92% reported that Cost-of-Living increases had negatively impacted on their ability to take part in social activities.
78% said they felt cold or hungry or both as a result of Cost-of-Living increases.
41% needed to use a foodbank/other charitable support due to increases in the Cost-of-Living.
Urgent Action is needed:
Based on the research we have outlined 5 key priorities that better support women to weather the Cost-of-Living Crisis.
KEY PRIORITY 1: Women’s Centres provide trusted, local spaces for women to access help and support to address financial vulnerability and poverty in ways that work best for them. We recommend that Government should provide a long-term sustainable funding model which recognises the significant return on investment that Women’s Centres provide. This would enable them to continue and develop the vital services they provide.
Without Atlas Women’s Centre I don’t know where I’d be. It’s literally a godsend. At Christmas they helped me with food and toy parcels. They were able to give me vouchers for heating and electric too.
I come to Chrysalis Women’s Centre so I’m not putting my own heat on. I’m very grateful to the Centre it provides amazing support to me both in the things they do and being able to come here. It’s a safe and welcoming space.
KEY PRIORITY 2: The Cost-of-Living Crisis has compounded the existing crisis in mental health, as women lose opportunities for social connection and peer support due to a lack of money. There is an urgent need to invest in services to prevent long term mental illness and loss of life.
Anxiety, sleeplessness, stress, panic attacks. Due to constantly having the thought in your head about the next meal and worrying if the gas or electric is going to run out.
My anxiety has increased and my anti-depressants have been increased. There is constant worry, I am stressed all the time.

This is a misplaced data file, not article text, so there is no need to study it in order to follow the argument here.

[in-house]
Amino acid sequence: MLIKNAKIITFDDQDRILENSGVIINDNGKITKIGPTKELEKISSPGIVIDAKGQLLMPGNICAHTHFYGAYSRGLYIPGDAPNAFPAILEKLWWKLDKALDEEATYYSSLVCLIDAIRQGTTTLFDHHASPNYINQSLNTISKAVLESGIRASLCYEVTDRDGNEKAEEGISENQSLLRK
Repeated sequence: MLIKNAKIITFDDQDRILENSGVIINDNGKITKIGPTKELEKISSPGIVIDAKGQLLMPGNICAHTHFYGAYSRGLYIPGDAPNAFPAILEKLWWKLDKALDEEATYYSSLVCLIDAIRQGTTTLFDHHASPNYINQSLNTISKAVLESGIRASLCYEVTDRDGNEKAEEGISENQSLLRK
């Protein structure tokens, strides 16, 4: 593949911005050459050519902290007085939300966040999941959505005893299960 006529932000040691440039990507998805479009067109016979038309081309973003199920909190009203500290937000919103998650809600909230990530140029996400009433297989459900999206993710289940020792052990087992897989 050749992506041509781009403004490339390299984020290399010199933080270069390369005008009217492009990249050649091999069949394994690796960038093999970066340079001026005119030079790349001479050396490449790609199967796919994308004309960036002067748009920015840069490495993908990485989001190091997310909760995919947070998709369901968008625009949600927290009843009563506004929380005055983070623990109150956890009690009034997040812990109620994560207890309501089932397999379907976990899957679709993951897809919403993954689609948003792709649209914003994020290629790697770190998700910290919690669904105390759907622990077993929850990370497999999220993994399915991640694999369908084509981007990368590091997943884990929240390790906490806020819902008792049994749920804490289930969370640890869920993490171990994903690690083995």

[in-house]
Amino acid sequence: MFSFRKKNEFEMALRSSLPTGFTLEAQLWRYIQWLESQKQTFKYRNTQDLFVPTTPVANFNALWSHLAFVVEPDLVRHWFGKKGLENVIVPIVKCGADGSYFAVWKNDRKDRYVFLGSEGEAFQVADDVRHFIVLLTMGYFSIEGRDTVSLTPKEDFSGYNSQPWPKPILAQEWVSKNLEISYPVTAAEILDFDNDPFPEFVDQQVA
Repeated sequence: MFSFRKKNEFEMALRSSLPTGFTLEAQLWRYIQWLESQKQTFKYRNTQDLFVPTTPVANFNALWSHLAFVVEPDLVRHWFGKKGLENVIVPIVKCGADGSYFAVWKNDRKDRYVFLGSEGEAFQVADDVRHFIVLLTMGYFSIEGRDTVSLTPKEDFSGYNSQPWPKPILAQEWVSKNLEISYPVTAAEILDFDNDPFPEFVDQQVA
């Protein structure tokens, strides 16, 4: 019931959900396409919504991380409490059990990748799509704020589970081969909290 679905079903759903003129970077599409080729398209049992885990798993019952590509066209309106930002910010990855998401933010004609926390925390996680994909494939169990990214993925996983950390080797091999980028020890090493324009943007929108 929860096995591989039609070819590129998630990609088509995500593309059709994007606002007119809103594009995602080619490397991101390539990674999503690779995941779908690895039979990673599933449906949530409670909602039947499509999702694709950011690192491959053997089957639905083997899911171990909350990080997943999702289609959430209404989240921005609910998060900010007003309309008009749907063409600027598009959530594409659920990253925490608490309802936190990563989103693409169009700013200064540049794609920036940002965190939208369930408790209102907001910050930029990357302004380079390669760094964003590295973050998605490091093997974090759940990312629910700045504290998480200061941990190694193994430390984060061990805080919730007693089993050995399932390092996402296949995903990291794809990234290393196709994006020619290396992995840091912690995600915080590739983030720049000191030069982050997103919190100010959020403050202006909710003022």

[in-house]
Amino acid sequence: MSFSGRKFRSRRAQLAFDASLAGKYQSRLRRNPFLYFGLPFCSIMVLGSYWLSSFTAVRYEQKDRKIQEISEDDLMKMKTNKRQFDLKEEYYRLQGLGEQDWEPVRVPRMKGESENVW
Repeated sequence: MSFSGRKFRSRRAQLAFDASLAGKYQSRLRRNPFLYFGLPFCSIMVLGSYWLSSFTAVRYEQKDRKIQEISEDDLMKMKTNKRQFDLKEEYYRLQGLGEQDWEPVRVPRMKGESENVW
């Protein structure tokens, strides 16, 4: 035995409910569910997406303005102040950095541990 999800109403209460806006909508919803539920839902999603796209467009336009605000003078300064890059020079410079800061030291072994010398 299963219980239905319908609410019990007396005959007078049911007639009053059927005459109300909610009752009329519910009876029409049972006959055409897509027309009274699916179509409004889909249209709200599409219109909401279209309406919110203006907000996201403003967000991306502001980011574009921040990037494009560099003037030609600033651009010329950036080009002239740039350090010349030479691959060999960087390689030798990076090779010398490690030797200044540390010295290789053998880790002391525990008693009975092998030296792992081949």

KEY PRIORITY 3: The Holiday Hunger Scheme needs to be urgently reinstated to mitigate against food insecurity for women and children during the upcoming summer holiday period. The Healthy Start Scheme needs to be increased in line with inflation and those who are entitled should be automatically enrolled onto the scheme.
For food shopping I’m cutting out a lot of things I used to buy. We’re not eating as healthy because I have to buy cheaper food. I’m buying frozen stuff and putting it in the freezer.
I’m shouting at the kids for eating and it’s awful.
The Healthy Start card isn’t enough. £17 doesn’t cover what you need. In some places baby formula is £17.50.
I didn’t realise about Healthy Start – I was entitled to help from early in my pregnancy but I can’t get it backdated now. No one told me I could be getting extra money.
KEY PRIORITY 4: The School Uniform Grant needs to be increased to reflect the average cost of a school uniform (including PE kit) which would move it closer in line with other countries in the UK. The grant should also include an allowance for school shoes.
I had to use a credit card for the kid’s school uniform this year. I struggled to pay their school uniform worse this year than any time before. The grant for a school uniform doesn’t go anywhere near the actual costs.
My son needs a new school uniform every day as he has sensory issues and there are a lot of changes. I had to buy all his school uniform, shoes, PE kit, school bag and contents. It was £345 for primary school. I literally broke down in tears because I had to get for my daughter as well and she is in secondary school.
KEY PRIORITY 5: We support the recommendations from the Independent Review of Discretionary Support and want to see increased investment in this vital fund to address rising levels of financial hardship and the impact of the Cost-of-Living Crisis.
“I’m borrowing off friends and family and then Discretionary Support. I’m constantly limited out of it.”
“It’s the everyday basics that you need to get yourself through. It’s essential to have toilet roll so you’ve no choice but to buy it. It’s not luxuries it’s the things people need to live and survive that are going up so much.”
The complete list of findings and recommendations from the ‘Women’s Experiences of the Cost-of-Living Crisis in Northern Ireland’ report published by the Women’s Regional Consortium can be found here: https://www.womensregionalconsortiumni.org.uk/research/